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Facts about Eli Whitney for Kids


  • Eli Whitney was an American inventor best known for inventing the cotton gin.
  • Whitney’s invention made upland short cotton into a profitable crop, which strengthened the economic foundation of slavery in the United States.
  • Despite the social and economic impact of his invention, Whitney lost many profits in legal battles over patent infringement for the cotton gin.
  • Thereafter, he turned his attention into securing contracts with the government in the manufacture of muskets for the newly formed United States Army.
  • Whitney expected to study law but, finding himself short of funds, accepted an offer to go to South Carolina as a private tutor.
  • Her plantation manager and husband-to-be was Phineas Miller, another Connecticut migrant and Yale graduate, who would become Whitney’s business partner.
  • In the North the adoption of interchangeable parts revolutionized the manufacturing industry, and contributed greatly to their victory in the Civil War.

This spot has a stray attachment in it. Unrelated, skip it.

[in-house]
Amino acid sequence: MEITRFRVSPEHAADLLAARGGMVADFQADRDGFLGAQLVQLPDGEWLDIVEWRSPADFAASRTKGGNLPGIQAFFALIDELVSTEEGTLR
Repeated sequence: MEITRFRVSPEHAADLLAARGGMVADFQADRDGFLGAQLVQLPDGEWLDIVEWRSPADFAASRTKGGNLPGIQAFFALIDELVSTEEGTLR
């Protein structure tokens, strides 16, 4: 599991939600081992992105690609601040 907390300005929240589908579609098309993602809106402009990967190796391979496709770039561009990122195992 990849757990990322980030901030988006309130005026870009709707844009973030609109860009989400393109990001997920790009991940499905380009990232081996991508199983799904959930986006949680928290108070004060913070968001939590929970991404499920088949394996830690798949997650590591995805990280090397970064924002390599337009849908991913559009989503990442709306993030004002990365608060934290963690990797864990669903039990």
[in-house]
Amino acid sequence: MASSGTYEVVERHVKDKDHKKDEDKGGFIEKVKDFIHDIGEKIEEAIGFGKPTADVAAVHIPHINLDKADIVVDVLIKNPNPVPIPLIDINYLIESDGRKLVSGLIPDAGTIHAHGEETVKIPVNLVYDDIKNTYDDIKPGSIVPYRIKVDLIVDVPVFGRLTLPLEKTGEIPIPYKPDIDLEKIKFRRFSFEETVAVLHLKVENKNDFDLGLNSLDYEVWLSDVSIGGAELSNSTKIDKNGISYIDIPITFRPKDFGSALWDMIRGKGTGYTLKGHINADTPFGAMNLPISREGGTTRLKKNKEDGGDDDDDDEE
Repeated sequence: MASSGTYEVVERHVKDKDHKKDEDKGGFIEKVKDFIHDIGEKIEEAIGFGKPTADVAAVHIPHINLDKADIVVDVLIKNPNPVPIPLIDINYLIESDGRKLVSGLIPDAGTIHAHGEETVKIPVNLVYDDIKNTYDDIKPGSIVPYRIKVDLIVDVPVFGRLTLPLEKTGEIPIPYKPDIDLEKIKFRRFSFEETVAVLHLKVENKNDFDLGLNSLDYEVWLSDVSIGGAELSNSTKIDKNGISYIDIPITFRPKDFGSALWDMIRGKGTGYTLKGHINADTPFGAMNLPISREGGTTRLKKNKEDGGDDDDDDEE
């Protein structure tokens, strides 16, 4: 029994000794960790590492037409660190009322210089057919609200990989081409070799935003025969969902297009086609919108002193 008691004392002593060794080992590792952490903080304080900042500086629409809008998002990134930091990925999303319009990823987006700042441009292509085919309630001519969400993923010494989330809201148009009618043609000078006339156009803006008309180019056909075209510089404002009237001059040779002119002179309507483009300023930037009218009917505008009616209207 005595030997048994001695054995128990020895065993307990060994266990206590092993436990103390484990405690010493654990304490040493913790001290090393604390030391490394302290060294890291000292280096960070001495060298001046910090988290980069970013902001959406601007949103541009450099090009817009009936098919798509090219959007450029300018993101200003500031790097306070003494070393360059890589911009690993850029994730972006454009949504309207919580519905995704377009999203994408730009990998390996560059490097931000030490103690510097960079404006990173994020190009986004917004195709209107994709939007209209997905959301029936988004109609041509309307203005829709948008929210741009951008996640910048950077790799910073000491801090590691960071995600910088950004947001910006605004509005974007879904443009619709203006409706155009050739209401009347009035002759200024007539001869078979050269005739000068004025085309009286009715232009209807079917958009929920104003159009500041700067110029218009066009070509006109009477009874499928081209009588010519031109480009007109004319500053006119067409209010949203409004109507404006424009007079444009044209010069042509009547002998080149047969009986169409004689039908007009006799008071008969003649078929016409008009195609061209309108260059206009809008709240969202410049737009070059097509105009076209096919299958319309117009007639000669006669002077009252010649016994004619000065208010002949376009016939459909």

• Attempts at interchangeability of parts can be traced back as far as the Punic Wars through both archaeological remains of boats now in Museo Archeologico Baglio Anselmi and contemporary written accounts.
  • Whitney, who had never made a gun in his life, obtained a contract in January 1798 to deliver 10,000 to 15,000 muskets in 1800.
  • Ten months later, Treasury Secretary Wolcott sent him a “foreign pamphlet on arms manufacturing techniques,” possibly one of Honoré Blanc’s reports, after which Whitney first began to talk about interchangeability.
  • Recently, historians have found that during 1801–1806, Whitney took the money and headed into South Carolina in order to profit from the cotton gin.